Medicare Audit/Record Request Tips
Tips for Responding to Record Requests
Pretend YOU Are The Reviewer
Pretend you know nothing about your individual office and probably have a stack of claims to get through by the end of the day:
Are you more likely to approve a claim that is easily readable and quick to look at and understand, or one that requires an hour of your time to decipher?
Read the Letter
- Make sure you read the letter carefully and include everything it requests.
- If it is asking for a certain date(s) of service (DOS), make sure you send in the notes for that DOS and all related information—including all information from the initial date of service, the most recent exam, history, treatment plan, and any diagnostic findings.
- All these items help a reviewer place the pertinent DOS in a larger context.
Consider Attaching a Brief Note/Cover Letter
- Consider attaching a brief note/cover letter to the front of the requested information, if you have details of the patient’s history spread out over several years.
- The letter could explain that you have seen the patient off and on for “x” years, so the history has been updated over time—then provide a brief summary of when and what has changed with the patient.
- Note: Such a cover letter is not a substitute for the actual documentation, but it will make the reviewer's job easier and help you overall.
Make Sure Your Notes Are Clear
- Make sure your notes can be read and understood by someone other than you or your office staff.
- If you think someone else might have trouble reading your documentation, submit a transcribed copy along with the original documentation.
- If you use different colored ink for documentation, and it is necessary for accurate interpretation, make color copies.
- If you use non-standard abbreviations, make sure you include a legend with your records.
- Also, be sure to check your copies and make sure nothing has been cut off the edges/margins. If your record is larger than the standard 8-½ x 11, make sure copies are the same size as your official record.
Work with the Contractor
- As much as possible, try to work with your Medicare Administrative Contractor and be willing to provide further documentation and answer questions.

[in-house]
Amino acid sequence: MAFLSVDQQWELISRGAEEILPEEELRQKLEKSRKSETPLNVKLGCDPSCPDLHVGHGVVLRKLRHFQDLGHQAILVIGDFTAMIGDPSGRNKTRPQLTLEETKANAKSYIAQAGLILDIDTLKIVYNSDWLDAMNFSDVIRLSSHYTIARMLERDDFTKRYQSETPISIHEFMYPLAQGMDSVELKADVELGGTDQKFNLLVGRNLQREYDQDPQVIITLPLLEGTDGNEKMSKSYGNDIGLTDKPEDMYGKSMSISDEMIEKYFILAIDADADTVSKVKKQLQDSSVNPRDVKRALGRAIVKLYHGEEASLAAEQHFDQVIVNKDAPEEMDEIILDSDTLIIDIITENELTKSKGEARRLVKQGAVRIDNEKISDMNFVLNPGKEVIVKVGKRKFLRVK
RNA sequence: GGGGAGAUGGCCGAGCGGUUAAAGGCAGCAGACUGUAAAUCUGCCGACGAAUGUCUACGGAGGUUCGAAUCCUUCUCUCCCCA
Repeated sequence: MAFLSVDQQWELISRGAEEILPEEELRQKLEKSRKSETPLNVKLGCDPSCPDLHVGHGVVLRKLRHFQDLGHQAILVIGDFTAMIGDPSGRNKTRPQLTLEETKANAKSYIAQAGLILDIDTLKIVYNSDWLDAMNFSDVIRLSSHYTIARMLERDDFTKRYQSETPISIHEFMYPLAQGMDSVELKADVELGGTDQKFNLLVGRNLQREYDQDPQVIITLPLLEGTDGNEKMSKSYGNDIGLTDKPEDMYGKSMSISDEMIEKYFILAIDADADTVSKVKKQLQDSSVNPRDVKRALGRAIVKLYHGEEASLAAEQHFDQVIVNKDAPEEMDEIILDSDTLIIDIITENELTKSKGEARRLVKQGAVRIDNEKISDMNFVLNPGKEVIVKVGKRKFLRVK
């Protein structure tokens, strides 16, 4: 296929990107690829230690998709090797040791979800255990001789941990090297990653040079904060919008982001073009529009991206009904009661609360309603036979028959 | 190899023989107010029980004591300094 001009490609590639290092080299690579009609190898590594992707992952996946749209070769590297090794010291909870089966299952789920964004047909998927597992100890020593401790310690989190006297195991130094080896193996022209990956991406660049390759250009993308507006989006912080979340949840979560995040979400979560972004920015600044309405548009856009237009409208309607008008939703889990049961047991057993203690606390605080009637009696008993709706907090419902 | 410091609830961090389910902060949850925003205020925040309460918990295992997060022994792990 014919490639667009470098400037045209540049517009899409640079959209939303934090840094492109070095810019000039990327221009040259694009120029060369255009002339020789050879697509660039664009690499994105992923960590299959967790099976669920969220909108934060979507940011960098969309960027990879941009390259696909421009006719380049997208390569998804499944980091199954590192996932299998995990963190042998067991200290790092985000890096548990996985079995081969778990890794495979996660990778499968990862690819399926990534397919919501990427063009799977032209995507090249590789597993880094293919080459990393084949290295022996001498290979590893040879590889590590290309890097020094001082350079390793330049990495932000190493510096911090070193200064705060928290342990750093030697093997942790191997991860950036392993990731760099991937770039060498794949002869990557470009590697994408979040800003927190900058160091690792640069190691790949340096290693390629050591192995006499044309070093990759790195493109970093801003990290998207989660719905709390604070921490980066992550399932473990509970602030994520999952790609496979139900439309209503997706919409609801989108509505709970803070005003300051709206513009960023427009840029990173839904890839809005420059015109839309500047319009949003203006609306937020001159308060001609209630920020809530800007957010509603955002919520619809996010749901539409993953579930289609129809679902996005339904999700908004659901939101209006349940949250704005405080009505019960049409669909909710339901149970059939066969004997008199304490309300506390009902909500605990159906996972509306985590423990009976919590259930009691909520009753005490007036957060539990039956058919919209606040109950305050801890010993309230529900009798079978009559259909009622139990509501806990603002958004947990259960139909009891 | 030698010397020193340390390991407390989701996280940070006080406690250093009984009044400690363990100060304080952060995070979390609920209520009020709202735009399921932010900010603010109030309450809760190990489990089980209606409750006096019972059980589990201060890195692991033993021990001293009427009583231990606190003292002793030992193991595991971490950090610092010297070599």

- Remember, third-party payors have a right to ensure their money is being spent appropriately, and asking for your documentation is one way of ensuring this. This can be a beneficial experience for all parties if everyone takes away something positive.
"I Haven't Been Audited Yet"... Here are Ways to Make Sure Your House is in Order Now
Make Sure Your Documentation Is “Up to Snuff”
- According to the OIG report released June 2005, 94% of the documentation reviewed was missing one or more required elements.
- Make sure you are including details when documenting examinations, histories, treatment plans, and diagnostic findings.
Perform A Self-Audit
- A self-audit is an examination performed both by and within a given health care practice which generally focus on reviewing bills and medical records to assess, correct and maintain compliance with applicable coding, billing, and documentation requirements.
- Review the “Tips for Responding to Record Requests” (see above) and ask yourself if your records would be ready if you received a request tomorrow.
- Consider checking your documentation for readability and completeness.
Make Corrections/Additions Where Necessary
Review your records and see if they pass the test.
- If you discover shortcomings, do not change any current records.
- Instead, note any additions and/or corrections with the current date (and be sure to sign/initial them). Keep a “memo for record” that you conducted an internal review and found these outlined problems. This shows good faith and due diligence on your part as a practitioner.
What Else Can You Do?
Download and Review your Current Local Coverage Determination (LCD)
- First and foremost, make sure you closely review and are following your LCD, available from your Medicare Administrative Contractor (MAC) .
- The LCD typically includes:
- A description of each covered service;
- Documentation requirements;
- Diagnosis codes that support medical necessity;
- Guidance to assist providers in submitting correct claims; and
- An outline of how the MAC will review claims to ensure that the services provided meet Medicare coverage requirements.
- It is particularly important to access your LCD if your area has recently changed MACs or---make sure you are up-to-date on the current LCD.
- Spend some time upfront and you can avoid headaches further down the road.
- “Wisdom is knowing what to do next; virtue is doing it.” (David Starr Jordan)
Learn About What’s Happening
The ACA Recommends Reviewing the Following Resources Offered by the Centers for Medicare and Medicaid Services (CMS):